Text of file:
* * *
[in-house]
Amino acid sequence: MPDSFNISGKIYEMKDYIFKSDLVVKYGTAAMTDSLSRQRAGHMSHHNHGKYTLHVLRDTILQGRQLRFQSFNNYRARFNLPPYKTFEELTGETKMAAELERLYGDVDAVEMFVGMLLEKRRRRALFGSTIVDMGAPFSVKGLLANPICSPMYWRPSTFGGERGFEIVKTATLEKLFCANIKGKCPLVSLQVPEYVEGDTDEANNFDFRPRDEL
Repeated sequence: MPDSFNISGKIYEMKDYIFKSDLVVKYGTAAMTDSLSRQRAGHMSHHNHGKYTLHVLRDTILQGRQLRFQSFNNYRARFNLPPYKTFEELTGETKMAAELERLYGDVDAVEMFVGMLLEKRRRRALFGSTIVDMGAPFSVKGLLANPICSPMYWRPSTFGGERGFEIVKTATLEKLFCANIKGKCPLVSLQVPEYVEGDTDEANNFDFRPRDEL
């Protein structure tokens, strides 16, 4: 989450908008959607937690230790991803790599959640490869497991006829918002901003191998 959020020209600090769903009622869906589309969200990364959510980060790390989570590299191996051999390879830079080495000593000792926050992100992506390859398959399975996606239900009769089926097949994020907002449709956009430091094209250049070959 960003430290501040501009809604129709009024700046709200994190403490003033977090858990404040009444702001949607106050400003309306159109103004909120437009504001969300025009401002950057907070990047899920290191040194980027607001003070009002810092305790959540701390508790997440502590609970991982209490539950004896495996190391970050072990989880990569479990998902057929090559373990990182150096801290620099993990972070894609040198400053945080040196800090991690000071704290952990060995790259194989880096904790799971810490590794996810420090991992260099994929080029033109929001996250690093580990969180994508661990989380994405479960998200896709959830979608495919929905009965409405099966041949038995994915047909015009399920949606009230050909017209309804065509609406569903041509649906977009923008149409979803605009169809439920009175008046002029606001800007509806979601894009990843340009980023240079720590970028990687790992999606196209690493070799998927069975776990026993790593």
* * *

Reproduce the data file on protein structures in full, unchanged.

[in-house]
Amino acid sequence: MPDSFNISGKIYEMKDYIFKSDLVVKYGTAAMTDSLSRQRAGHMSHHNHGKYTLHVLRDTILQGRQLRFQSFNNYRARFNLPPYKTFEELTGETKMAAELERLYGDVDAVEMFVGMLLEKRRRRALFGSTIVDMGAPFSVKGLLANPICSPMYWRPSTFGGERGFEIVKTATLEKLFCANIKGKCPLVSLQVPEYVEGDTDEANNFDFRPRDEL
Repeated sequence: MPDSFNISGKIYEMKDYIFKSDLVVKYGTAAMTDSLSRQRAGHMSHHNHGKYTLHVLRDTILQGRQLRFQSFNNYRARFNLPPYKTFEELTGETKMAAELERLYGDVDAVEMFVGMLLEKRRRRALFGSTIVDMGAPFSVKGLLANPICSPMYWRPSTFGGERGFEIVKTATLEKLFCANIKGKCPLVSLQVPEYVEGDTDEANNFDFRPRDEL
């Protein structure tokens, strides 16, 4: 989450908008959607937690230790991803790599959640490869497991006829918002901003191998 959020020209600090769903009622869906589309969200990364959510980060790390989570590299191996051999390879830079080495000593000792926050992100992506390859398959399975996606239900009769089926097949994020907002449709956009430091094209250049070959 960003430290501040501009809604129709009024700046709200994190403490003033977090858990404040009444702001949607106050400003309306159109103004909120437009504001969300025009401002950057907070990047899920290191040194980027607001003070009002810092305790959540701390508790997440502590609970991982209490539950004896495996190391970050072990989880990569479990998902057929090559373990990182150096801290620099993990972070894609040198400053945080040196800090991690000071704290952990060995790259194989880096904790799971810490590794996810420090991992260099994929080029033109929001996250690093580990969180994508661990989380994405479960998200896709959830979608495919929905009965409405099966041949038995994915047909015009399920949606009230050909017209309804065509609406569903041509649906977009923008149409979803605009169809439920009175008046002029606001800007509806979601894009990843340009980023240079720590970028990687790992999606196209690493070799998927069975776990026993790593």